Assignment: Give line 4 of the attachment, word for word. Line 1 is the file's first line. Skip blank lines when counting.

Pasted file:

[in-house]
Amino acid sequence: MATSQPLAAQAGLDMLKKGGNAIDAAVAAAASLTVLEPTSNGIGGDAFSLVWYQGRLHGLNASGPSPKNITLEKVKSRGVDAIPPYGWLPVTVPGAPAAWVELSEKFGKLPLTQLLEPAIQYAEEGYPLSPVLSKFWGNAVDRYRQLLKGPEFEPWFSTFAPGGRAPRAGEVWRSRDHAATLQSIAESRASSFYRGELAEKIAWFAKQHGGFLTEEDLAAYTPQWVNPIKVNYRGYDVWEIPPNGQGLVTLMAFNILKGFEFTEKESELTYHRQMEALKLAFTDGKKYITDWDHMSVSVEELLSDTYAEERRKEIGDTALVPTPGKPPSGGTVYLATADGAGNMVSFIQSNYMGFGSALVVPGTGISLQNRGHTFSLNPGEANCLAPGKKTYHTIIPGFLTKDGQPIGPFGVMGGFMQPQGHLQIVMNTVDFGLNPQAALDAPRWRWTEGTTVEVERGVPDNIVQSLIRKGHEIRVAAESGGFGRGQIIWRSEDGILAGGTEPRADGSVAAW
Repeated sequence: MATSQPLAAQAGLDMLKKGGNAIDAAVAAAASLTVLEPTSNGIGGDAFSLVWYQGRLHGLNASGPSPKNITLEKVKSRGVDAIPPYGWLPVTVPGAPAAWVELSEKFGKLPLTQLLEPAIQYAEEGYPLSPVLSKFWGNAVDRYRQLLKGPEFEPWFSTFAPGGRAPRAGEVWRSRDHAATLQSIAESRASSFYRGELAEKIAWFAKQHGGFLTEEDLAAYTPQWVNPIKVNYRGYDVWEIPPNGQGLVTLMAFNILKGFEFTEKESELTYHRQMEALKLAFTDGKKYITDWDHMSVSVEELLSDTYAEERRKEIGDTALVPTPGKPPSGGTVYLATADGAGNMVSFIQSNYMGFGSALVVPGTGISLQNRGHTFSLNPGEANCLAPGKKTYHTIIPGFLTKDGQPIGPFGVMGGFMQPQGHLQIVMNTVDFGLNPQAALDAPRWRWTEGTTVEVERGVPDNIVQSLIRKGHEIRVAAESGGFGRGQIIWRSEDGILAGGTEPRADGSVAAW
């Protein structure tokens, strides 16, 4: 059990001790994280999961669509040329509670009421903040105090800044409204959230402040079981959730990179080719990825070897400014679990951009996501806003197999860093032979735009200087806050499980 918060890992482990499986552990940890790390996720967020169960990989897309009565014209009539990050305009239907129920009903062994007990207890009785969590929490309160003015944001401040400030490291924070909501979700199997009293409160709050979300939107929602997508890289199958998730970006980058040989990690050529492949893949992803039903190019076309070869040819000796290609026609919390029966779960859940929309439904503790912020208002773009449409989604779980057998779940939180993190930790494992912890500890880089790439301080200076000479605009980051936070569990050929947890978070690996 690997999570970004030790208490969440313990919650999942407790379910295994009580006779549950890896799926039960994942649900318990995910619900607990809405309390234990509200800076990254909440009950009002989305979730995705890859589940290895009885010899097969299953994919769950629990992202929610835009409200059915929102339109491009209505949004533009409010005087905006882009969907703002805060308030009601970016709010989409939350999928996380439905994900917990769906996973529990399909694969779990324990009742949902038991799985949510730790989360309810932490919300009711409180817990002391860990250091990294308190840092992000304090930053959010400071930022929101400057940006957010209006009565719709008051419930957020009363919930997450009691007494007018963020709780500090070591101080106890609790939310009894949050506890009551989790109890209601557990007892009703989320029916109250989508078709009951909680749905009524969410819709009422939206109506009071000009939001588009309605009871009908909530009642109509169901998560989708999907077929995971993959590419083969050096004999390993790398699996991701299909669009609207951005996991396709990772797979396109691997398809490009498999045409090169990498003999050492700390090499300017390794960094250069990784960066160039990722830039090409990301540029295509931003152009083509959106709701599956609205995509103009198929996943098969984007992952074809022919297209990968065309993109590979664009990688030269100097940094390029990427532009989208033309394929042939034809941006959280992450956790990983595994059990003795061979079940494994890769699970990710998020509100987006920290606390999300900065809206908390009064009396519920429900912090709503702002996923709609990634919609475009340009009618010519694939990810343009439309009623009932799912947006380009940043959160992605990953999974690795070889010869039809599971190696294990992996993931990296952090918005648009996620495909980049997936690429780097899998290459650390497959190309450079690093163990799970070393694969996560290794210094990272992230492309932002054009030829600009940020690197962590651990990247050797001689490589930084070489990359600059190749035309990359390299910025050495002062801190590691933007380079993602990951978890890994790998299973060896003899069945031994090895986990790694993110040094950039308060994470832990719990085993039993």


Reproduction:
């Protein structure tokens, strides 16, 4: 059990001790994280999961669509040329509670009421903040105090800044409204959230402040079981959730990179080719990825070897400014679990951009996501806003197999860093032979735009200087806050499980 918060890992482990499986552990940890790390996720967020169960990989897309009565014209009539990050305009239907129920009903062994007990207890009785969590929490309160003015944001401040400030490291924070909501979700199997009293409160709050979300939107929602997508890289199958998730970006980058040989990690050529492949893949992803039903190019076309070869040819000796290609026609919390029966779960859940929309439904503790912020208002773009449409989604779980057998779940939180993190930790494992912890500890880089790439301080200076000479605009980051936070569990050929947890978070690996 690997999570970004030790208490969440313990919650999942407790379910295994009580006779549950890896799926039960994942649900318990995910619900607990809405309390234990509200800076990254909440009950009002989305979730995705890859589940290895009885010899097969299953994919769950629990992202929610835009409200059915929102339109491009209505949004533009409010005087905006882009969907703002805060308030009601970016709010989409939350999928996380439905994900917990769906996973529990399909694969779990324990009742949902038991799985949510730790989360309810932490919300009711409180817990002391860990250091990294308190840092992000304090930053959010400071930022929101400057940006957010209006009565719709008051419930957020009363919930997450009691007494007018963020709780500090070591101080106890609790939310009894949050506890009551989790109890209601557990007892009703989320029916109250989508078709009951909680749905009524969410819709009422939206109506009071000009939001588009309605009871009908909530009642109509169901998560989708999907077929995971993959590419083969050096004999390993790398699996991701299909669009609207951005996991396709990772797979396109691997398809490009498999045409090169990498003999050492700390090499300017390794960094250069990784960066160039990722830039090409990301540029295509931003152009083509959106709701599956609205995509103009198929996943098969984007992952074809022919297209990968065309993109590979664009990688030269100097940094390029990427532009989208033309394929042939034809941006959280992450956790990983595994059990003795061979079940494994890769699970990710998020509100987006920290606390999300900065809206908390009064009396519920429900912090709503702002996923709609990634919609475009340009009618010519694939990810343009439309009623009932799912947006380009940043959160992605990953999974690795070889010869039809599971190696294990992996993931990296952090918005648009996620495909980049997936690429780097899998290459650390497959190309450079690093163990799970070393694969996560290794210094990272992230492309932002054009030829600009940020690197962590651990990247050797001689490589930084070489990359600059190749035309990359390299910025050495002062801190590691933007380079993602990951978890890994790998299973060896003899069945031994090895986990790694993110040094950039308060994470832990719990085993039993």